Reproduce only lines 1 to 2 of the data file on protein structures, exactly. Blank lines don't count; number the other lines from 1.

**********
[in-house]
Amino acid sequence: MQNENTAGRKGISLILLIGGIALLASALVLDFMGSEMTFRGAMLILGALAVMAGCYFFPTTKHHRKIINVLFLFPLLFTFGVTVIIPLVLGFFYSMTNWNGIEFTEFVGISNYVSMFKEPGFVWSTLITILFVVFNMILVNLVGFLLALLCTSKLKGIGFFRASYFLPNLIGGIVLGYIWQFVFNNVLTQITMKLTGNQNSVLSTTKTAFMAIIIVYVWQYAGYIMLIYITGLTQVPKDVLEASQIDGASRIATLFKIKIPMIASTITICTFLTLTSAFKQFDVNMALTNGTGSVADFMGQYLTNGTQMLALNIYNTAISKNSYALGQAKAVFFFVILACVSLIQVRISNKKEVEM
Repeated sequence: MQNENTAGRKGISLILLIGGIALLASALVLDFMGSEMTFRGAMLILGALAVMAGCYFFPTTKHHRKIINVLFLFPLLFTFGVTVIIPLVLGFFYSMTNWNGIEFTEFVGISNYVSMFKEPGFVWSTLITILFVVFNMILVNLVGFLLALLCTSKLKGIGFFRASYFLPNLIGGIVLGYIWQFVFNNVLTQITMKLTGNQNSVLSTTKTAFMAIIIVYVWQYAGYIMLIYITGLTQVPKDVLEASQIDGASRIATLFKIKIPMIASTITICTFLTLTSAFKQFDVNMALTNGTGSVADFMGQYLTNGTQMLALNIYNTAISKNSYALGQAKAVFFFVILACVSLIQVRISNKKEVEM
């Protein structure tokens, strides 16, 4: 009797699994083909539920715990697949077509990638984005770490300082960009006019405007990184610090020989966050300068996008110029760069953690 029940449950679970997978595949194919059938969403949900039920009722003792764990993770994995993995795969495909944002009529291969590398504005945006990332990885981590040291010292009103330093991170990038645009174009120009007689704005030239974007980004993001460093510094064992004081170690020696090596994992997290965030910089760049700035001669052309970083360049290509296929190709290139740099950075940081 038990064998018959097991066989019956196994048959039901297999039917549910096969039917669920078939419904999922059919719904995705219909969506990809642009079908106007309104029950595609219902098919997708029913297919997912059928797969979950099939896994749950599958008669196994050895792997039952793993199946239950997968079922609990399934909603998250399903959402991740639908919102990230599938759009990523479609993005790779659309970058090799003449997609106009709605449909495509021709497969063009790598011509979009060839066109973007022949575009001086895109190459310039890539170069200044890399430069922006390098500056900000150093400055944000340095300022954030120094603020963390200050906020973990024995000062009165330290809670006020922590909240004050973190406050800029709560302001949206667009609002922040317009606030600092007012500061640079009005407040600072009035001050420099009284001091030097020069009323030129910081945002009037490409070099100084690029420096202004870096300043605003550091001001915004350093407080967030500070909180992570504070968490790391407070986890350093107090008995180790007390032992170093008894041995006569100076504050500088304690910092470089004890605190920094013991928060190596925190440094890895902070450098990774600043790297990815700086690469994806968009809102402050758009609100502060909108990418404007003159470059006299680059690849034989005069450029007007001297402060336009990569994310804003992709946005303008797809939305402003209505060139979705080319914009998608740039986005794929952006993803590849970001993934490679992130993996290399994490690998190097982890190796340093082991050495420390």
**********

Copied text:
[in-house]
Amino acid sequence: MQNENTAGRKGISLILLIGGIALLASALVLDFMGSEMTFRGAMLILGALAVMAGCYFFPTTKHHRKIINVLFLFPLLFTFGVTVIIPLVLGFFYSMTNWNGIEFTEFVGISNYVSMFKEPGFVWSTLITILFVVFNMILVNLVGFLLALLCTSKLKGIGFFRASYFLPNLIGGIVLGYIWQFVFNNVLTQITMKLTGNQNSVLSTTKTAFMAIIIVYVWQYAGYIMLIYITGLTQVPKDVLEASQIDGASRIATLFKIKIPMIASTITICTFLTLTSAFKQFDVNMALTNGTGSVADFMGQYLTNGTQMLALNIYNTAISKNSYALGQAKAVFFFVILACVSLIQVRISNKKEVEM